Crowding the Parlour

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Introduction

Jane Cook, McGill University, 2003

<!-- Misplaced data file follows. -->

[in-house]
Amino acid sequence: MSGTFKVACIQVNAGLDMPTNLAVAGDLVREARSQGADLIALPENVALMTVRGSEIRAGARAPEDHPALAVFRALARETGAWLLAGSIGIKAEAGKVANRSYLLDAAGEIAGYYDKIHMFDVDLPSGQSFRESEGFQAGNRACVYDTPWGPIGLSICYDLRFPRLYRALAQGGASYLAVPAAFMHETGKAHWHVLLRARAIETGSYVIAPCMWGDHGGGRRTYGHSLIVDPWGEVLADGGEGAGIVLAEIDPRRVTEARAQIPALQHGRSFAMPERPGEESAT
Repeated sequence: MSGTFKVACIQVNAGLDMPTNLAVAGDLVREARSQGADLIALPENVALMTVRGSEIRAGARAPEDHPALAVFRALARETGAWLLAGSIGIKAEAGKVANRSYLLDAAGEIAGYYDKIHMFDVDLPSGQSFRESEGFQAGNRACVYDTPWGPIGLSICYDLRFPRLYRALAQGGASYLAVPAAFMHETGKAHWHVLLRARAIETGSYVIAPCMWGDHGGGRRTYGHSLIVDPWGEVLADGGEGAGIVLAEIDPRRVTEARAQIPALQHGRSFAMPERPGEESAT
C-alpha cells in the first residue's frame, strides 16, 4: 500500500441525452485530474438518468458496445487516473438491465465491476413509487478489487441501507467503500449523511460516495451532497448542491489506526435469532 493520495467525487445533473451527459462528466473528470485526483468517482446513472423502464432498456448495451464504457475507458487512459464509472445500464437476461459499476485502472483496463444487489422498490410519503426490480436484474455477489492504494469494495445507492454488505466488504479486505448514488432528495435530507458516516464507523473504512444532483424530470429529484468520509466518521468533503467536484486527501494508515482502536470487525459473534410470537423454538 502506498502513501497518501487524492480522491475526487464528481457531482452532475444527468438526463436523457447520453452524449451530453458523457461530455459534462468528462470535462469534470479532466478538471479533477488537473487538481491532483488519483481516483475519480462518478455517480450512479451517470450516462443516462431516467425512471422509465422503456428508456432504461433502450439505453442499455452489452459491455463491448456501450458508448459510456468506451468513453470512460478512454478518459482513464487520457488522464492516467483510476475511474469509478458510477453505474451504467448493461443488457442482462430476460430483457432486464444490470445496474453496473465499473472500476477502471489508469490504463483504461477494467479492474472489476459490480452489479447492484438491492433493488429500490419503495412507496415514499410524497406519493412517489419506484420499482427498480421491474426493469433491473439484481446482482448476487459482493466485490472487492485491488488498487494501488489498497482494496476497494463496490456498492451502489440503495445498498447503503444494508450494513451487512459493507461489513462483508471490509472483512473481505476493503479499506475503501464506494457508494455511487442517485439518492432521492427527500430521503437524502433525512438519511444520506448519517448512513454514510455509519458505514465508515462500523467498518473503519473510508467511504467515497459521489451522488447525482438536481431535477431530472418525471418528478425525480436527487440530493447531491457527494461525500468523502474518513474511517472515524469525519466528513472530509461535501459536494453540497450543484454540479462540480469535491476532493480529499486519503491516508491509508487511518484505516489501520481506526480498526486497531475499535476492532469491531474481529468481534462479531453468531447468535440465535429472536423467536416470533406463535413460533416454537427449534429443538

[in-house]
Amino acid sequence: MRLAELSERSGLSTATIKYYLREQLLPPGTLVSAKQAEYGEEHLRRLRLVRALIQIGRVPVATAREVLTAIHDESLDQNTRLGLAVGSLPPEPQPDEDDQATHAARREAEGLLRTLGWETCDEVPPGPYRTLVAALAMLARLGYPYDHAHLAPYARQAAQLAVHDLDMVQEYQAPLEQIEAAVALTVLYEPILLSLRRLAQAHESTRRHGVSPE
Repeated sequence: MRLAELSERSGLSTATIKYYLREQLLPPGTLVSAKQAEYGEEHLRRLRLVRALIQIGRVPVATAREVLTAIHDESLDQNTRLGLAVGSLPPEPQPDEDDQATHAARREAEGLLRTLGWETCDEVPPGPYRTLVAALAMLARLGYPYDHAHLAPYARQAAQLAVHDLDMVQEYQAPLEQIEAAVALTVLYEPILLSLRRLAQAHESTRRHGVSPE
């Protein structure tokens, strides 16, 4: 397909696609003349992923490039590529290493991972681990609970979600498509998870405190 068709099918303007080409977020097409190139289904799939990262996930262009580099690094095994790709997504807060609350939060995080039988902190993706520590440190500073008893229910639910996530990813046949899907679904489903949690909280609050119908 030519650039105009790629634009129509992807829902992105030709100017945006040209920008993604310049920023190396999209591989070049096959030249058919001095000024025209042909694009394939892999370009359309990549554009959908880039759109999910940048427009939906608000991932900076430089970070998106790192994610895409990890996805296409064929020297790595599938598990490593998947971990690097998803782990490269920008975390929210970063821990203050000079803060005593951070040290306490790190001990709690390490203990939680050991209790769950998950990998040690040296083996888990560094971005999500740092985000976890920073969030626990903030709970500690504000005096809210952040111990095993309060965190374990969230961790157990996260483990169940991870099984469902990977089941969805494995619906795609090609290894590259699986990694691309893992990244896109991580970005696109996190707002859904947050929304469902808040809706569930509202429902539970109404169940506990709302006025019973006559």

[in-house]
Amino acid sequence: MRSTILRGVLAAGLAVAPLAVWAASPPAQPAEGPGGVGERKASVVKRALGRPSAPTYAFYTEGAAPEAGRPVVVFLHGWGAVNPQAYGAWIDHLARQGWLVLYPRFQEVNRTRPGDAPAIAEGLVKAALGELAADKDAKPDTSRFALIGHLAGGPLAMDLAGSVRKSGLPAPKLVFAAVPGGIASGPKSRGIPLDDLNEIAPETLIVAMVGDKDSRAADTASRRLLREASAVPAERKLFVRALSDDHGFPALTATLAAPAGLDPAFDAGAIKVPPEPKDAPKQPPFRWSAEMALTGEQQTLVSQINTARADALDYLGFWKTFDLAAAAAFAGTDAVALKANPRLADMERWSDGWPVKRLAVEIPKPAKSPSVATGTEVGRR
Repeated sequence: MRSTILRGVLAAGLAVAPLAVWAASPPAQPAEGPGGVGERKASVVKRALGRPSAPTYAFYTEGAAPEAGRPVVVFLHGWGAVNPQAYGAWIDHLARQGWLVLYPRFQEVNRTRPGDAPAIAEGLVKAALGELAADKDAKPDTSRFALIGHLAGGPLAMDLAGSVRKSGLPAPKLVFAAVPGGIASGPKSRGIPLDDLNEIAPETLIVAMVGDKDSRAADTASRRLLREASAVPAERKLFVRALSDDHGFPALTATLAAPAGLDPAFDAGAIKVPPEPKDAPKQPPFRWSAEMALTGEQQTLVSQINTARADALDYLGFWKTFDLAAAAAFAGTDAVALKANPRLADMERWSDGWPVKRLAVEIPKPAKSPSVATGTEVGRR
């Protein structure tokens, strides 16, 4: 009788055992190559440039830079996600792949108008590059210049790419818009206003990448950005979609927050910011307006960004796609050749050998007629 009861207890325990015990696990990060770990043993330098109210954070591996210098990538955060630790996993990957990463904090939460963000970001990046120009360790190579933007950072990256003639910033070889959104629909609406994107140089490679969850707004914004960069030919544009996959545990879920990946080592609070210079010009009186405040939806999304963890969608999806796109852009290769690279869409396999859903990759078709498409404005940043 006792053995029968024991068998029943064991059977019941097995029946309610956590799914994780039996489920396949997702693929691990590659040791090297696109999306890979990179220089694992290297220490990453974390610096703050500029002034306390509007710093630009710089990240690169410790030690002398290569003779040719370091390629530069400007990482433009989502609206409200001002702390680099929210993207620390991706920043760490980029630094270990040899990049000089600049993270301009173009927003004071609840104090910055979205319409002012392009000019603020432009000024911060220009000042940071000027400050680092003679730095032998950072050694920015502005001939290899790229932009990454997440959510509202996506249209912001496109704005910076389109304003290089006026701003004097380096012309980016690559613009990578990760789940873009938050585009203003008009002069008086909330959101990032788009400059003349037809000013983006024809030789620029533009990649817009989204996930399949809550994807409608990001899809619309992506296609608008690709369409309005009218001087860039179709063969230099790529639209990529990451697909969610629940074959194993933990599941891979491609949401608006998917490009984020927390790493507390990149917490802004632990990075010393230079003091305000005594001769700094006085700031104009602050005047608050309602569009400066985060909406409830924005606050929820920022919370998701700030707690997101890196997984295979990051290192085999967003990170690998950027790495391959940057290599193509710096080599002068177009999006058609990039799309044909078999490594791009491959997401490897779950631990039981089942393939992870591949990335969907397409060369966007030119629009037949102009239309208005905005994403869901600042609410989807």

Domestic interiors in post-Confederation eastern Canada teem with activity. Every room of the house seems chaotic, but none more so than the parlour. From floor to ceiling, wall to wall, every nook and cranny appears to be crammed. Permanent detailing in the rooms, from carved archways to panelled walls, marble mantelpieces to plaster ceilings, adds to the busy nature of the interior. The room is wrapped with decorative wallpaper and the floors covered with lively textile rugs. Set against the wall are the piano and music stand, and the étagère holding books and small knick-knacks. Towards the middle of the room, there are Renaissance-style stands and tables, whatnots and bobbin-turned chairs. All surfaces are covered. Mantelshelves hold domed-glass displays, clocks vases and small statuettes. Potted plants rest on Oriental-style bases. The centre table is covered with books, from family scrap albums to the Bible. All these items stimulate the eye, but why is the interior so crowded? Let's take a look at some interiors to see what is there.